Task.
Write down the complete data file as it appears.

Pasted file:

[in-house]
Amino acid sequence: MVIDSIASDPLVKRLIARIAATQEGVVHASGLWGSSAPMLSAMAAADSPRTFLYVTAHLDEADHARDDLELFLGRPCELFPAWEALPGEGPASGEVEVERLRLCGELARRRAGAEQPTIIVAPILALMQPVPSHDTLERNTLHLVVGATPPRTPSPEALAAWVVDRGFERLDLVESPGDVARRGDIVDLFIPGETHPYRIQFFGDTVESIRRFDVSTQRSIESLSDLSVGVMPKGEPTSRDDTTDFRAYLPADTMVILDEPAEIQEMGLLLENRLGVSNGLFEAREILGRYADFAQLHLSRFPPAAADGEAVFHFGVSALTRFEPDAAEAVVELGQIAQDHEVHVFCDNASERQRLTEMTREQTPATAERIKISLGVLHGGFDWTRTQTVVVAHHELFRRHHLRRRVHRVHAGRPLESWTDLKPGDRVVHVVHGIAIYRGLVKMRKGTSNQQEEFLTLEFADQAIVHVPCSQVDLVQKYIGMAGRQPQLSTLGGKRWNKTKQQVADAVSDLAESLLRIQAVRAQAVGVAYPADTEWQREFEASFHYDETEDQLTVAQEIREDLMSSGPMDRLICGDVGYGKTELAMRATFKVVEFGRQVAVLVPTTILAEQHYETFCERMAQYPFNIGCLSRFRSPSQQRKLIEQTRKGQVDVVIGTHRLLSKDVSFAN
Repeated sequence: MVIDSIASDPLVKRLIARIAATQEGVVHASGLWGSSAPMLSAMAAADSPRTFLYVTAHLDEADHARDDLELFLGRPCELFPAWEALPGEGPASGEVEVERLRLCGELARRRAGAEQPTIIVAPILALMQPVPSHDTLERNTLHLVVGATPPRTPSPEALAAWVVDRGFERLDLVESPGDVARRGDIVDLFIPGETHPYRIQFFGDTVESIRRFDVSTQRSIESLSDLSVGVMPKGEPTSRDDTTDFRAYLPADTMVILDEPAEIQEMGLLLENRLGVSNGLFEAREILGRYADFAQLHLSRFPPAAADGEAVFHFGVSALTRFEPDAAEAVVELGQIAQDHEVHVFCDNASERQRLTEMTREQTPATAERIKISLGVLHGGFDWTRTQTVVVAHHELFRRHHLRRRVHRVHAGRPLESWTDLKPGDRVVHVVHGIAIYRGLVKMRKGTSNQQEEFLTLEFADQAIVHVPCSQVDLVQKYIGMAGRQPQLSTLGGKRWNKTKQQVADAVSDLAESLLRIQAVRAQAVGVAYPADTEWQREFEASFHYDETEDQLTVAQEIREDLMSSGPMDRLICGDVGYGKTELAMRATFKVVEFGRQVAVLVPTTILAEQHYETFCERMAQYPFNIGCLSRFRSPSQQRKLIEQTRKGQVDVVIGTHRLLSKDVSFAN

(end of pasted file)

[in-house]
Amino acid sequence: MVIDSIASDPLVKRLIARIAATQEGVVHASGLWGSSAPMLSAMAAADSPRTFLYVTAHLDEADHARDDLELFLGRPCELFPAWEALPGEGPASGEVEVERLRLCGELARRRAGAEQPTIIVAPILALMQPVPSHDTLERNTLHLVVGATPPRTPSPEALAAWVVDRGFERLDLVESPGDVARRGDIVDLFIPGETHPYRIQFFGDTVESIRRFDVSTQRSIESLSDLSVGVMPKGEPTSRDDTTDFRAYLPADTMVILDEPAEIQEMGLLLENRLGVSNGLFEAREILGRYADFAQLHLSRFPPAAADGEAVFHFGVSALTRFEPDAAEAVVELGQIAQDHEVHVFCDNASERQRLTEMTREQTPATAERIKISLGVLHGGFDWTRTQTVVVAHHELFRRHHLRRRVHRVHAGRPLESWTDLKPGDRVVHVVHGIAIYRGLVKMRKGTSNQQEEFLTLEFADQAIVHVPCSQVDLVQKYIGMAGRQPQLSTLGGKRWNKTKQQVADAVSDLAESLLRIQAVRAQAVGVAYPADTEWQREFEASFHYDETEDQLTVAQEIREDLMSSGPMDRLICGDVGYGKTELAMRATFKVVEFGRQVAVLVPTTILAEQHYETFCERMAQYPFNIGCLSRFRSPSQQRKLIEQTRKGQVDVVIGTHRLLSKDVSFAN
Repeated sequence: MVIDSIASDPLVKRLIARIAATQEGVVHASGLWGSSAPMLSAMAAADSPRTFLYVTAHLDEADHARDDLELFLGRPCELFPAWEALPGEGPASGEVEVERLRLCGELARRRAGAEQPTIIVAPILALMQPVPSHDTLERNTLHLVVGATPPRTPSPEALAAWVVDRGFERLDLVESPGDVARRGDIVDLFIPGETHPYRIQFFGDTVESIRRFDVSTQRSIESLSDLSVGVMPKGEPTSRDDTTDFRAYLPADTMVILDEPAEIQEMGLLLENRLGVSNGLFEAREILGRYADFAQLHLSRFPPAAADGEAVFHFGVSALTRFEPDAAEAVVELGQIAQDHEVHVFCDNASERQRLTEMTREQTPATAERIKISLGVLHGGFDWTRTQTVVVAHHELFRRHHLRRRVHRVHAGRPLESWTDLKPGDRVVHVVHGIAIYRGLVKMRKGTSNQQEEFLTLEFADQAIVHVPCSQVDLVQKYIGMAGRQPQLSTLGGKRWNKTKQQVADAVSDLAESLLRIQAVRAQAVGVAYPADTEWQREFEASFHYDETEDQLTVAQEIREDLMSSGPMDRLICGDVGYGKTELAMRATFKVVEFGRQVAVLVPTTILAEQHYETFCERMAQYPFNIGCLSRFRSPSQQRKLIEQTRKGQVDVVIGTHRLLSKDVSFAN